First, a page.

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Assisted Reproductive Technology (ART) Bill: What is It, How is It Different from Surrogacy Bill?

Research-backed

World Health Organization reports suggest that the infertility rate in India is between 3.9 to 16.8%. Although the numbers seem less, it depicts many individuals and couples across the country. The above also applies only to primary infertility and doesn’t cover the aspects of secondary infertility.

So, it is convincing that infertility in India is prevalent, and individuals seek the required treatment. Assisted Reproductive Technology (ART) is one of the advanced medical treatments that help overcome infertility. The ART Bill was passed recently in 2021 to support the ethical practice of the treatment.

This article will discuss the different aspects of the Assisted Reproductive Technology (ART) Bill and its difference from the Surrogacy bill.

What is the Assisted Reproductive Technology (ART) Bill?

The Assisted Reproductive Technology (ART) Bill 2020 was a recent bill that the Lok Sabha passed with amendments. The bill was passed on December 01, 2021, highlighting the “safe and ethical practice of the various ART treatment options for infertility.”

The bill was initially tabled on September 14, 2020, in front of the Lok Sabha. According to the statement, the appeal was to define Assisted Reproductive Technology as all the medical interventions conducted to ensure a successful conception by handling the sperm and eggs (outside of the body), followed by implantation of the fertilized gamete into the female reproductive system.

Following its table in September 2020, the bill was further examined and looked into by the standing Lok Sabha committee in October 2020. The standing committee, after their scrutiny, tabled the bill on March 19, 2021.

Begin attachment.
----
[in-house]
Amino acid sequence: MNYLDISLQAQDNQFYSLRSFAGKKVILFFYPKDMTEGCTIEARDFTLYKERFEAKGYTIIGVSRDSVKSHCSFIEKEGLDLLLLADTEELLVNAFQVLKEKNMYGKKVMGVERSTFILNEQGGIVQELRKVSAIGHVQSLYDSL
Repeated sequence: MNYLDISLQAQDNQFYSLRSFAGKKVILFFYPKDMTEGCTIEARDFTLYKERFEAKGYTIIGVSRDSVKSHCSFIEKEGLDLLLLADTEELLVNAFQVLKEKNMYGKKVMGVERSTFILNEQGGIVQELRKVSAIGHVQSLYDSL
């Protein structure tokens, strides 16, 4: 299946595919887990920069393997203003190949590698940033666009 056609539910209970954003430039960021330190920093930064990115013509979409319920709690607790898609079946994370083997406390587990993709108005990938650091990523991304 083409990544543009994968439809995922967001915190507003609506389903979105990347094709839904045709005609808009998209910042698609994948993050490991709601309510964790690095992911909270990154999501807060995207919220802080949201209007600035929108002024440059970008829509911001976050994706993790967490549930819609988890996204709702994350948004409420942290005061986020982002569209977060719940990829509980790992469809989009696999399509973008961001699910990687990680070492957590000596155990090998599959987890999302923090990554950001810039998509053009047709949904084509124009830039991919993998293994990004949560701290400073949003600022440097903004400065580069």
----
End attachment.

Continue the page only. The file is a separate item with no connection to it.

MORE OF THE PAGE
The current health minister of India, Mansukh Mandaviya has analyzed the bill and declared that the central government has gone through the bill and considered the suggestions made in it.

The official statement under the approved bill annexed:

“India has over the years become one of the major centers of this global fertility industry, with reproductive medical tourism becoming a significant activity…However, there is no standardization of protocols, and reporting is still very inadequate.”

The primary objective under the ART bill is to protect the following:

  • Right of the donors
  • Right of the commissioning couples
  • Right of the children born via ART

Assisted Reproductive Technology (ART) Bill-Explained

What are the Outlooks under the Assisted Reproductive Technology (ART) 2020 Bill?

The objectives under the ART 2020 Bill are very clear. They include regulation of the operation of the clinics, the rights of the parties involved, and the ethical demonstration of the processes.

Here’s a quick breakdown of the same.

Regulation of ART clinics

The bill organized the establishment of the National Registry of Clinics and Banks, which acts as a centralized database for all the ART clinics across India.

The primary function of the National Registry would be to analyze, process, and only grant licensing to the clinics equipped to conduct ART procedures. This will involve checking over:

  • Available equipment and infrastructure
  • Qualified and experienced medical professionals
  • Proper diagnostic facilities

The approved license for the clinics will come with a tenure of five years. Following that, the clinics will have to re-apply to renew their license.

National and State Boards

The bill also developed separate National and State boards to regulate the available ART services across India. The National Board will work in association with the Central Government to refine and improve the available ART facilities in India.

The National and State boards are also responsible for verifying the implementation of the ART 2020 Bill across the states in India and suggest changes if needed.